One of last months posts, 'Hunting in the depths', featured sperm whales and talked about how they dove down into the depths of the oceans to hunt their main source of food, giant squid.
Obviously, giant squid want to avoid being eaten by sperm whales and are extremely vulnerable to attack due to the whales' fearsome arsenal. One of the main defences that they have evolved against the whales is developing incredibly large eyes that can measure more than 11 inches across! The large size of these eyes has long confused scientists because they are very expensive to make and are virtually completely useless in the deep oceans, where there is no light. This means that their eyes should have disappeared over the course of their evolution, like in many other species of deep cave-dwelling organism.
|A sperm whale hunting a giant squid. Note the giant squids enormous eye, which works via a lens refracting light in the same way as a human eye does.|
The fact that they possess such highly developed eyes, which can have lenses that are bigger than the entire human eye, means that this can't be the case. New research into giant squid by Professor Nilsson from Lund University, Sweden has helped to 'shed light' onto the function of these eyes and explain why evolution has favoured their development rather than their loss.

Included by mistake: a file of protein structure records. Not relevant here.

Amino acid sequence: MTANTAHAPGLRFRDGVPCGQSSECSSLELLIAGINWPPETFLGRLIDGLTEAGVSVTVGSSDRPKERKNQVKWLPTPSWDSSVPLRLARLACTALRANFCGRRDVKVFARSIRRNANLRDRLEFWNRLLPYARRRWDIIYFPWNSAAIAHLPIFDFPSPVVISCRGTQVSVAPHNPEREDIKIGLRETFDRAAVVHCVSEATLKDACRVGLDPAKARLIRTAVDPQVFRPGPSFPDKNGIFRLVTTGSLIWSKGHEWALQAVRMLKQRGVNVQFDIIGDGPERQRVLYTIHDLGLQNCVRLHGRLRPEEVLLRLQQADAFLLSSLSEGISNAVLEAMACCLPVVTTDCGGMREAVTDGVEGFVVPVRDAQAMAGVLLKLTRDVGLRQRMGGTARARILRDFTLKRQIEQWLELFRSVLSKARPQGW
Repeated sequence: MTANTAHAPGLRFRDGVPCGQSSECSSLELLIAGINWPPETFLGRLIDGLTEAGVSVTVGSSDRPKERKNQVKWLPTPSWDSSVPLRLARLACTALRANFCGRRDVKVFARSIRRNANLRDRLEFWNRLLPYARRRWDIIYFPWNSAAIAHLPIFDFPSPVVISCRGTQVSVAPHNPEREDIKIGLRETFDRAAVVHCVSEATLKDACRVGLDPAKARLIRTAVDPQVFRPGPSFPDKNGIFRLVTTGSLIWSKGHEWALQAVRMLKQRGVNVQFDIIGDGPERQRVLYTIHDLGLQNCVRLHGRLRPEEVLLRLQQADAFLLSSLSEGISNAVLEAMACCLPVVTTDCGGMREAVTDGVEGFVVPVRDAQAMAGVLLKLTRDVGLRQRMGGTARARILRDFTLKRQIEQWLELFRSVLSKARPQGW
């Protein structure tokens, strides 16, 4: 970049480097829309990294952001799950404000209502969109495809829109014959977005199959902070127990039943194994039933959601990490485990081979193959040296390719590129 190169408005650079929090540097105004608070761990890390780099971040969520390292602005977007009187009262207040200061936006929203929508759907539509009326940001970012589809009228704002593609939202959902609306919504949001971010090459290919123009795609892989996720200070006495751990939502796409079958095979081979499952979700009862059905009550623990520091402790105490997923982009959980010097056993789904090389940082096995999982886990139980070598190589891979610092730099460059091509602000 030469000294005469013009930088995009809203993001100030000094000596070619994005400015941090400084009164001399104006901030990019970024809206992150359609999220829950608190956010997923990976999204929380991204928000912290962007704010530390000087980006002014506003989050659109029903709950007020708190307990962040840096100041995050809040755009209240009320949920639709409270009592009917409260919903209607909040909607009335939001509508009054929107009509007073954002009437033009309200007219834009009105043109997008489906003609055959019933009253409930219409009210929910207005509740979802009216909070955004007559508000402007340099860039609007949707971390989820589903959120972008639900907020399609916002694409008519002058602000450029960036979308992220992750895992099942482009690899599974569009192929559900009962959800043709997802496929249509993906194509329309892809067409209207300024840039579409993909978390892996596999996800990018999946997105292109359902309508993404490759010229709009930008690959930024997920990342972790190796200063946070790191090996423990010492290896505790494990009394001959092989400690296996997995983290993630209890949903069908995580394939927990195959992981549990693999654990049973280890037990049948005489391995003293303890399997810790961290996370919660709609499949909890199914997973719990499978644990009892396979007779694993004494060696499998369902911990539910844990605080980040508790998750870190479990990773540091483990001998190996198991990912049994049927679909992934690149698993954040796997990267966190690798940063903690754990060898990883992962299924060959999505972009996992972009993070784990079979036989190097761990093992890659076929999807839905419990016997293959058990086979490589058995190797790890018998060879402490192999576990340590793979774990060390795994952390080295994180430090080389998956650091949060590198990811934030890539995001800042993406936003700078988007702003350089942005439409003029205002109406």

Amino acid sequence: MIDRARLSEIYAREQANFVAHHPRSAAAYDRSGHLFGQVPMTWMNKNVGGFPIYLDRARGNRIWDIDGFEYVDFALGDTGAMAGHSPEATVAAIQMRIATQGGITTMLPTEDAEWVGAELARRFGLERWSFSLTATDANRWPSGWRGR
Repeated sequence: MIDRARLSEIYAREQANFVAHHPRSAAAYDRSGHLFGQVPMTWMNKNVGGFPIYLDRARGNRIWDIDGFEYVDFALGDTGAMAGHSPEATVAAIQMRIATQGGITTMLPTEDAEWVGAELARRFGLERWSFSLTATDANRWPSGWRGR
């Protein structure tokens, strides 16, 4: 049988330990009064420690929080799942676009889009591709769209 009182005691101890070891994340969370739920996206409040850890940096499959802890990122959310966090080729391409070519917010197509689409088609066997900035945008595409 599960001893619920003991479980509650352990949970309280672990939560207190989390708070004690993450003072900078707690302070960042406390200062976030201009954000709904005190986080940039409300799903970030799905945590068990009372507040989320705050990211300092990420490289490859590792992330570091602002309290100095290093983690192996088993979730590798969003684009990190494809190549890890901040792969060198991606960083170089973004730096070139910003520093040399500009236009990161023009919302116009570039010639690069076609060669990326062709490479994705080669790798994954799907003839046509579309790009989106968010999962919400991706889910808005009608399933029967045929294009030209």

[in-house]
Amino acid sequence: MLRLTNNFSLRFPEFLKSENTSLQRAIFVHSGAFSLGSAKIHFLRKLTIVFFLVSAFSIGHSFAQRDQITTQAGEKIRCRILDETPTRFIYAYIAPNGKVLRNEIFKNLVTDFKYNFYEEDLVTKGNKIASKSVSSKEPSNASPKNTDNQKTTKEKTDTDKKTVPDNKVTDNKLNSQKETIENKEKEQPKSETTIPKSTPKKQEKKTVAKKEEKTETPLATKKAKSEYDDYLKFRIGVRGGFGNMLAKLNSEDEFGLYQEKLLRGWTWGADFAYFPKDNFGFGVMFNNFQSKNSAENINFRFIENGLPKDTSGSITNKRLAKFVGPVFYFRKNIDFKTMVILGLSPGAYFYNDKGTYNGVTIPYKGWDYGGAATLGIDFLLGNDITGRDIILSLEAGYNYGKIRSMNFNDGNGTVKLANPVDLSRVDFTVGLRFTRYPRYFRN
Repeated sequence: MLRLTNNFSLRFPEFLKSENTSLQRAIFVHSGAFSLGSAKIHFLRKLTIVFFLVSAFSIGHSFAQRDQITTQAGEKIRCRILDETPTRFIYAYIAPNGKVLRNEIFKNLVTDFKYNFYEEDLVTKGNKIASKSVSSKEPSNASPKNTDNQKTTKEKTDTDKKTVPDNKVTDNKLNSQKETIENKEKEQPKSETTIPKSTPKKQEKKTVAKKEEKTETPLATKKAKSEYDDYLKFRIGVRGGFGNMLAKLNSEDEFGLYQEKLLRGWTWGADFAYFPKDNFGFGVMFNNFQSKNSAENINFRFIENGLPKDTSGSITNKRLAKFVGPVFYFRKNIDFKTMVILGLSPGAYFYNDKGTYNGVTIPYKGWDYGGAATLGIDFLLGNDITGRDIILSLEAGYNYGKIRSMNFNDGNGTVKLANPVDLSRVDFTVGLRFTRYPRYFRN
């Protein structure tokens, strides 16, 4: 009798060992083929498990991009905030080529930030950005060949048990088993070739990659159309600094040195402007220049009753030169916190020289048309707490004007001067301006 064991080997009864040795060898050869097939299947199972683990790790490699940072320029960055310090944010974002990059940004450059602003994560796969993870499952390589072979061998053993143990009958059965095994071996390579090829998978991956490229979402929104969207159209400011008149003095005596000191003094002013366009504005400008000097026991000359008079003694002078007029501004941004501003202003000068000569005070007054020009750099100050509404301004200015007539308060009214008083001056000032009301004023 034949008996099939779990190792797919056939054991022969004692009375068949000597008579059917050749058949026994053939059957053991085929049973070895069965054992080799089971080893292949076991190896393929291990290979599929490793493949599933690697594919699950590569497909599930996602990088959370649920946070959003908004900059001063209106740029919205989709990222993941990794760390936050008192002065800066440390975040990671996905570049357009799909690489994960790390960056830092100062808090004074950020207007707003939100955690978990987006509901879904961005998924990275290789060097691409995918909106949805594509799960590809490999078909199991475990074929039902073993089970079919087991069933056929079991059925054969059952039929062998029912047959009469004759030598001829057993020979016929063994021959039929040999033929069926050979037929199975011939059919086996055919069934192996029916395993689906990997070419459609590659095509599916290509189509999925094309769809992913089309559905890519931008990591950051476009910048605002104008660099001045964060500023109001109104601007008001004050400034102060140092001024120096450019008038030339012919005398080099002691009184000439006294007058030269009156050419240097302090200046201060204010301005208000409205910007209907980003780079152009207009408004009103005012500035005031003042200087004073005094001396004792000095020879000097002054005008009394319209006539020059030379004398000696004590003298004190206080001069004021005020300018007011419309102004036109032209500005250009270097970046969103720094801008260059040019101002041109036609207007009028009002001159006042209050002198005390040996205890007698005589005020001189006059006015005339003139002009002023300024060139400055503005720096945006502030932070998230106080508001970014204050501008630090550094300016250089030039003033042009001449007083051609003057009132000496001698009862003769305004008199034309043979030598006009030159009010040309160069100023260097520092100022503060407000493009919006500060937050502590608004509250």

The depths of the ocean are filled with bioluminescent organisms, which when disturbed, flash and glow. Thus, diving sperm whales agitate these organisms as they swim past and giant squid are able to see the light from this disturbance. The squid are able to gage the size of the organism and the direction that it is travelling in from this light and consequently, can determine whether or not the shape is a sperm whale to either ready itself against an attack or flee.
Therefore, the large eyes of giant squid have direct implications to the animal's survival so that in the past, individuals with biggest and best eyes survived for the longest and could breed the most. This meant that large eyes were under a strong selection pressure in giant squid, despite being useless for seeing anything else, so that today the species has abnormally large eyes.
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